Some groups are using the package for mutation studies and the final pregap4 option, prior to assembly is to use the tracediff and hetscan programs (see section Introduction to mutation detection) to search the readings for mutations (see section Trace Difference and see section Heterozygote Scanner).
Pregap4 can also be used to assemble the readings into a gap4 database (see section Gap4 Shotgun Assembly), or to assemble the readings using an external assembly engine such as FAKII (see section FakII Assembly), and then to enter that assembly into a gap4 database (see section Enter Assembly into Gap4).
The following figure shows an overview of the range of tasks that can be performed by pregap4, plus the names of the programs which can be used. The program names marked with an asterisk (*) are not included in the Staden Package and must be obtained from elsewhere.
It is unlikely that any particular user will want to employ all of these options and one of pregap4's modes of use is to enable users to configure the program for their work (see section Configuring Modules). Not only can they select which tasks should be performed, and which of the alternative programs ("modules") should be used for them, but also the order in which they are applied. Although it is very rarely a problem, this high level of flexibility comes at a price in the current version of pregap4: pregap4 does not include code to check on the logicality of the configuration set by a user and will attempt to execute the modules in the order given. There are some users, who having read this section, will configure pregap4 to perform assembly before creating the Experiment files from the trace files. Pregap4 will attempt to do this and no data will be assembled as the files given to the assembly engine will be in the wrong format. This is just something to be aware of.
Pregap4 uses configuration files to remember the setup for each user or project. These files define which modules are activated and what their parameter settings are (see section Using Config Files). These files, which can obviously save considerable amounts of time, are created automatically and can be saved from the Configure Modules Window once the configuration is complete.
The trace files are not altered, but are kept as archival data so that it is always possible to check the original base calls and traces. The trace files are used by gap4 to display traces and to compare the final consensus sequence with the original data, therefore they must be kept online for the lifetime of the project. To save disk space it is best to use SCF files and, if they were derived from a proprietary format such as that of ABI, to remove the originals.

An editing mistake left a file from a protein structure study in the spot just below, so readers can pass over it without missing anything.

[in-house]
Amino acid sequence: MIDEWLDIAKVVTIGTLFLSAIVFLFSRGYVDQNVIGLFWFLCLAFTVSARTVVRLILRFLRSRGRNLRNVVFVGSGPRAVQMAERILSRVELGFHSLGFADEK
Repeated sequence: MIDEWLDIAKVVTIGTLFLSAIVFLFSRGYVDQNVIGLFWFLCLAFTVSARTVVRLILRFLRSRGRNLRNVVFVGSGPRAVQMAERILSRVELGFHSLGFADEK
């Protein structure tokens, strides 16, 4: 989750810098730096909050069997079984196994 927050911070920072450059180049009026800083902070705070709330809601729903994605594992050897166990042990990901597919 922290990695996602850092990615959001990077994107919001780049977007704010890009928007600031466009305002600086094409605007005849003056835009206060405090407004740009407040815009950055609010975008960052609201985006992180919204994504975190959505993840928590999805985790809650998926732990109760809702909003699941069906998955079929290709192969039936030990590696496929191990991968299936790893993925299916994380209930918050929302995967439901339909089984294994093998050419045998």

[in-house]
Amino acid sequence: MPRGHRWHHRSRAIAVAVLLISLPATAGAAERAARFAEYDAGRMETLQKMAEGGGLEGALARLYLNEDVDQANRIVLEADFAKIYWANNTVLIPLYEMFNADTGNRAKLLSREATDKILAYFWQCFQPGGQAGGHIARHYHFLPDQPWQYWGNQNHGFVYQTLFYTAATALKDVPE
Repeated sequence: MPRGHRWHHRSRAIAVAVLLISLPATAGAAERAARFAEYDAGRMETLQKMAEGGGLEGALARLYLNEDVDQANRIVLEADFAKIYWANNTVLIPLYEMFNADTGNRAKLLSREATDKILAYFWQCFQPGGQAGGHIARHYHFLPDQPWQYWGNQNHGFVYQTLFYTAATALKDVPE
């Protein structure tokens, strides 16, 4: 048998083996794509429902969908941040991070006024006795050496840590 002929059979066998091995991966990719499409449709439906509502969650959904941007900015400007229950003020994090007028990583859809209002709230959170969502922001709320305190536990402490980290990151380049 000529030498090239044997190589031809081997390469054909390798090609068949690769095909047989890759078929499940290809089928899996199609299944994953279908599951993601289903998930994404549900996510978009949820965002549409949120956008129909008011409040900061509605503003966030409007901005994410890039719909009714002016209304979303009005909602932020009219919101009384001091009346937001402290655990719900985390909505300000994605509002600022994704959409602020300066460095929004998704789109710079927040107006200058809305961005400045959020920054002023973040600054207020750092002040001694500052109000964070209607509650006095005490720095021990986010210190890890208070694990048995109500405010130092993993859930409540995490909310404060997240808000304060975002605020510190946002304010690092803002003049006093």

Any changes to the data prior to assembly (and we recommend that none are made until readings can be viewed aligned with others) are made to the copy of the sequence in the Experiment file. For example the results of all the searching procedures outlined above are added as new records to each reading's Experiment file. The reading data, in Experiment file format, is entered into the project database (see section Gap Database Files), usually via one of the assembly engines. All the changes to the data made by gap4 are made to the copies of the data in the project database. Once the data has been copied into the gap4 database the Experiment files are no longer required.
During processing pregap4 uses temporary files. The number and nature of these files depends on the modules used. At the very least pregap4 will produce files containing the names of the input files and the result of their processing. Those that were processed successfully will be stored in a file with a name ending ".passed" and those that failed in one ending ".failed". The ".passed" file can be used as a file of input file names for assembly into gap4 (assuming that a pregap4 assembly module has not already been used).
While it is running, pregap4 will create files with a file name prefix defined by the user, and store them in an output directory of the user's choice (see section Specifying Files to Process).
When processing has finished pregap4 will produce a report containing information from each module and the final list of passed and failed sequences.